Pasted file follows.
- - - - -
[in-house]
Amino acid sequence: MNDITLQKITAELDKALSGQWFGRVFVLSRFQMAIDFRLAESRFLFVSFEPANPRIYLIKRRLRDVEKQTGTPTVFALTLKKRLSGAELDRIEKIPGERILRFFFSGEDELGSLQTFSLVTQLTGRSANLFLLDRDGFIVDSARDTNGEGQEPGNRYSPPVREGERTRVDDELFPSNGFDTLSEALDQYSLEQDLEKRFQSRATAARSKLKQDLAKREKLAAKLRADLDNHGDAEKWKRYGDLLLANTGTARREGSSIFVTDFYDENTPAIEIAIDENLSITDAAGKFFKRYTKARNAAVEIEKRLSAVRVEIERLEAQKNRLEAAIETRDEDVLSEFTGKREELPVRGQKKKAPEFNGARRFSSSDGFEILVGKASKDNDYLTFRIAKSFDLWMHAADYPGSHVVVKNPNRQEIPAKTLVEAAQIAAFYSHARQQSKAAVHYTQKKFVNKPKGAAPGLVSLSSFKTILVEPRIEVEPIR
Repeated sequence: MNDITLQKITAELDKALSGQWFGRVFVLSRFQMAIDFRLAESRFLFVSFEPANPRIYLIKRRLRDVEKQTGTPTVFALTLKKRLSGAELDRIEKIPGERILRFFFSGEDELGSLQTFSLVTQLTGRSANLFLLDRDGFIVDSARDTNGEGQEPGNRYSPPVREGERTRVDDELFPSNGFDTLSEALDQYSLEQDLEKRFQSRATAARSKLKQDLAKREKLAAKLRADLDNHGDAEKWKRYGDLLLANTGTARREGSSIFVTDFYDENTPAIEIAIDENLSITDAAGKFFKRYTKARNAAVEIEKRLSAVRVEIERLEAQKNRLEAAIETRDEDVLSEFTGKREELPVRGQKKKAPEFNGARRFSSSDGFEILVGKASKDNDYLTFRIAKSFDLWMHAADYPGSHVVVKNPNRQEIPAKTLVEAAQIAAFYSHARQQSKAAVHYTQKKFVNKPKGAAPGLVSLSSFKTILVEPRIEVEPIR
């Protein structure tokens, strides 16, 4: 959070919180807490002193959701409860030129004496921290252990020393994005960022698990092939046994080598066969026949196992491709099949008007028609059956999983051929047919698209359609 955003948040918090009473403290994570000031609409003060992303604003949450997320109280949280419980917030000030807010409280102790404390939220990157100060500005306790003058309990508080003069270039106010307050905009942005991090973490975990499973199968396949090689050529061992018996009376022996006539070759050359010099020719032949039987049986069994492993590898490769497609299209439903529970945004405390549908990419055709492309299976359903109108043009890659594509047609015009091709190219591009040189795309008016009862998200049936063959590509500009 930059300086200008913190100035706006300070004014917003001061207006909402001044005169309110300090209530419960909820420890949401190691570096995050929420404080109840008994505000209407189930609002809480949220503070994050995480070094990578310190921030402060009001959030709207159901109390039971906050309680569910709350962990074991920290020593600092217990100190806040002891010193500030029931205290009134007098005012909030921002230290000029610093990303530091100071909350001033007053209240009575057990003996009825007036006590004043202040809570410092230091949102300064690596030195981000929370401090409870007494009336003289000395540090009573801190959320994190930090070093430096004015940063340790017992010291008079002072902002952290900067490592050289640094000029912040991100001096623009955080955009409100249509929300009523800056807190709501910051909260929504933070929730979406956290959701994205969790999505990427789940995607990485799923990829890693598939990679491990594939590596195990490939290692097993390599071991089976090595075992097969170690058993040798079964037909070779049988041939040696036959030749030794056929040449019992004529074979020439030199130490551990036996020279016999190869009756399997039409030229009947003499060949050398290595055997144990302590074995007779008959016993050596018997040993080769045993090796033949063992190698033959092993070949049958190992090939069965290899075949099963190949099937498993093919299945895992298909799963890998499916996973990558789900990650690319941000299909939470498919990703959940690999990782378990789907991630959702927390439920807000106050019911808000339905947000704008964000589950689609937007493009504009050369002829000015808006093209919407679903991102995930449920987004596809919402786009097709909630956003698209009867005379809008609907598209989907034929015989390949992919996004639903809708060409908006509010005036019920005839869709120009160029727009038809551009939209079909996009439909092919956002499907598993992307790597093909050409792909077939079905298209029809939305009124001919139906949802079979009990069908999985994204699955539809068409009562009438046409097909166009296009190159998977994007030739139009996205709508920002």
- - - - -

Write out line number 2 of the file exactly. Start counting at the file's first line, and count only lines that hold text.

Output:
Amino acid sequence: MNDITLQKITAELDKALSGQWFGRVFVLSRFQMAIDFRLAESRFLFVSFEPANPRIYLIKRRLRDVEKQTGTPTVFALTLKKRLSGAELDRIEKIPGERILRFFFSGEDELGSLQTFSLVTQLTGRSANLFLLDRDGFIVDSARDTNGEGQEPGNRYSPPVREGERTRVDDELFPSNGFDTLSEALDQYSLEQDLEKRFQSRATAARSKLKQDLAKREKLAAKLRADLDNHGDAEKWKRYGDLLLANTGTARREGSSIFVTDFYDENTPAIEIAIDENLSITDAAGKFFKRYTKARNAAVEIEKRLSAVRVEIERLEAQKNRLEAAIETRDEDVLSEFTGKREELPVRGQKKKAPEFNGARRFSSSDGFEILVGKASKDNDYLTFRIAKSFDLWMHAADYPGSHVVVKNPNRQEIPAKTLVEAAQIAAFYSHARQQSKAAVHYTQKKFVNKPKGAAPGLVSLSSFKTILVEPRIEVEPIR